Washington Wizards: The Wizards should seriously consider trading John Wall for Mike Conley

Washington Wizards, John Wall (Photo by Joe Murphy/NBAE via Getty Images)
Washington Wizards, John Wall (Photo by Joe Murphy/NBAE via Getty Images) /

What if the Washington Wizards swapped their high-priced point guard for the Memphis Grizzlies’?

The Memphis Grizzlies have reportedly opened up their two franchise players of Mike Conley and Marc Gasol for trade discussions, which raises the question whether the Washington Wizards should pursue exchanging one of their cornerstones in return. Does a John Wall-for-Conley deal make sense?

On a high level, both the teams and players involved would be getting a fresh start from their respective starting point guards over the better part of the last decade. Conley has been one of the faces of the Grit and Grind Grizzlies; Wall helped usher in a new era of professional basketball in the nation’s capital.

In some respect, both players could use a change of scenery at this stage in their careers. Wall’s relationship with the franchise has been hot and cold in recent seasons while Conley’s Grizzlies appear ready for a rebuild as he hits the backside of his peak. Both teams could benefit from what the other player would bring to the table.

Let’s begin where all trade negotiations must start and that’s from a contract standpoint. Both players are saddled with long-term max deals; in Wall’s case, his max extension doesn’t even kick in until next season.

Wall’s in the final year of his deal at $19.1 million, but is extension runs for four more seasons at an average of about $42.3 per season. After this season, Conley still has two more seasons left at about $33.5 million per season. Finding trade partners for either is a challenge unto itself for either front office, but these two make a deal more plausible.

If both teams pursued a deal now, it would look something like this:

Markieff Morris would help even out the difference between Conley’s and Wall’s current contracts. He’s also a free agent after this season, so the Grizzlies would get him off the books in a matter of months.

This brings us to whether the fit is right for both teams. Both teams are at a crossroads, and both appear to want to go different directions.

The Wizards, as owner Ted Leonsis recently put it, are uninterested in rebuilding anytime soon. And it makes sense given their salary-cap situation that they would keep fighting to be competitive for at least the next few seasons. That said, the current iteration of the team has started to grow a bit stale, leaving fans to wonder if the team has maxed out with Wall and Bradley Beal jostling to be the team’s leading player.

That’s why Conley makes sense: He would be brought in as a clear second fiddle, a signal that the Wizards front office has handed the reins to Beal. Beal would no longer have to compete for touches with the ball-dominant Wall, but have a partner who can be just as effective a playmaker and willing to take a backseat.

Additionally, the commitment to Conley would be much shorter than Wall. As highlighted earlier, Conley’s contract ends after the 2020-2021 season; Wall is locked in until after the 2022-2023 season, and at a higher price.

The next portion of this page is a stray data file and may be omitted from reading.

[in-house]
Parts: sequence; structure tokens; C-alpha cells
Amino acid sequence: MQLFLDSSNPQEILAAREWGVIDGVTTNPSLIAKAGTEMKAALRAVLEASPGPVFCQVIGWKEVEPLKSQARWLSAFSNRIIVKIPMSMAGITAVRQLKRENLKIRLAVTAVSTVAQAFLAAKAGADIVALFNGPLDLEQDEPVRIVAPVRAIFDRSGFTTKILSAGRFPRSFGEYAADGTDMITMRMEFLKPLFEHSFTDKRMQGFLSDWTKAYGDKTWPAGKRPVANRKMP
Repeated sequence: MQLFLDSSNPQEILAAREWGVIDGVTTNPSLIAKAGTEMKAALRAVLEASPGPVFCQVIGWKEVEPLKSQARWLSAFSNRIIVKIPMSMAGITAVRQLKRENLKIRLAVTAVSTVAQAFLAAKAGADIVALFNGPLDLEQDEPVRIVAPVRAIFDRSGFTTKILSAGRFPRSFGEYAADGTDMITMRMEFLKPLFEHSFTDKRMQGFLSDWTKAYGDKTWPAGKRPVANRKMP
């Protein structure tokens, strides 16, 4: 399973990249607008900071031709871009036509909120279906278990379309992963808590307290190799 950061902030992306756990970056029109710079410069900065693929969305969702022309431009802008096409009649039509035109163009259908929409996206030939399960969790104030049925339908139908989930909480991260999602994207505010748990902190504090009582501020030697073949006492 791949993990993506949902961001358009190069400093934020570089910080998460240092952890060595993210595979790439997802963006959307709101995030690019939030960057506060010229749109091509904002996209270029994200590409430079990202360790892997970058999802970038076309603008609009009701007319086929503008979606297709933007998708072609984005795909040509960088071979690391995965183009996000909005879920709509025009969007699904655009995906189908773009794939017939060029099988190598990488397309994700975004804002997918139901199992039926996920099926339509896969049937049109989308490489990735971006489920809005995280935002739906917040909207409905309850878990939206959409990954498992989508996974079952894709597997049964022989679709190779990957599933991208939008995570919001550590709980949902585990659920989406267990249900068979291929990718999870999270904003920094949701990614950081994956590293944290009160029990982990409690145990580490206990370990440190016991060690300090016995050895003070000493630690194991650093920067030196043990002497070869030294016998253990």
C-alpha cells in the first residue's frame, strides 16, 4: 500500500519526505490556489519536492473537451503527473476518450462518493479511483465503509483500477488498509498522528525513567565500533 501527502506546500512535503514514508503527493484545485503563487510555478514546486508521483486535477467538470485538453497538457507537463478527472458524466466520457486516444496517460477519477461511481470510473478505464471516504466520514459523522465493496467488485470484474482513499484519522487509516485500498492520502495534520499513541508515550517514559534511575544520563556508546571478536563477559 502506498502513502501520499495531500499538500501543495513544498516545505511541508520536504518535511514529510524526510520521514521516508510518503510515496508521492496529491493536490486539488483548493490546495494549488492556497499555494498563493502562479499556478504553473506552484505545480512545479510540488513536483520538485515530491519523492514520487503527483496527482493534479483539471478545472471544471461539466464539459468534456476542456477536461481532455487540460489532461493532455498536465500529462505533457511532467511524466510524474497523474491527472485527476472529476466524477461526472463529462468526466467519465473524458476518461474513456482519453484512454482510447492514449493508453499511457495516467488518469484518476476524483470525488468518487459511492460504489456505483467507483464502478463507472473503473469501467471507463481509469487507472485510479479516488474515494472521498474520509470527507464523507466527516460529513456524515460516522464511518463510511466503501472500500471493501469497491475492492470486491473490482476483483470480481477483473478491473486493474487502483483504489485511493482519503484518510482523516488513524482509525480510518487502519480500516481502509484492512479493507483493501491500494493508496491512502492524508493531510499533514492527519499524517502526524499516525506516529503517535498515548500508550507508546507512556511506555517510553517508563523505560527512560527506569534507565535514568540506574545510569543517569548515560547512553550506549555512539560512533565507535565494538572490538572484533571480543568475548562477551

Once Wall’s extension kicks in, he’s going to become even more untradeable. Plus, if the Wizards are looking to trade him at that point, it likely means they’re still falling short of expectations with him and Beal as the core, making it an even deeper hole to get out of.

With two-plus years of Conley, they can roll the dice for a couple years without completely throwing out their playoff chances and can assess from there. With Wall, they’re committing to a direction that takes them into the early stages of 2024 presidential primaries with limited flexibility.

For Memphis, Wall gives them a new face of the team for the next several seasons. Sure, he’s an injury risk, but so is Conley, who missed most of last season as well. With Wall, Memphis can build around someone new and pair him with promising rookie Jaren Jackson Jr. without starting from absolute scratch.

And before anyone points out that Conley hasn’t never made an All-Star team, just stop: It’s obvious to all NBA fans that he’s the best current player not to make it, but that’s a product of the depth of the Western Conference. Are we confident Wall would make the All-Star team in a conference with Stephen Curry, Russell Westbrook, James Harden, and Damian Lillard?

Were the Grizzlies in the Eastern Conference (as they arguably should be from a geographic standpoint, but realignment is a conversation for another time), Conley would have surely received an invite at some point in his career.

Statistically, Wall and Conley are also comparable. In recent seasons, both have hovered around 20 points per game and similar usage rates with Wall averaging more assists, but Conley has shot better, a higher assist-to-turnover ratio, and stronger defensive numbers. Stylistically, their differences may be what attracts the other team to the respective new player.

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While far from a no-brainer, the Wizards should take a serious look at this opportunity. Saying goodbye to Wall will be a tough decision whenever if happens, but getting someone back as experienced, consistent, and talented as Conley will be hard to do while also setting the team up for the most flexibility in the future.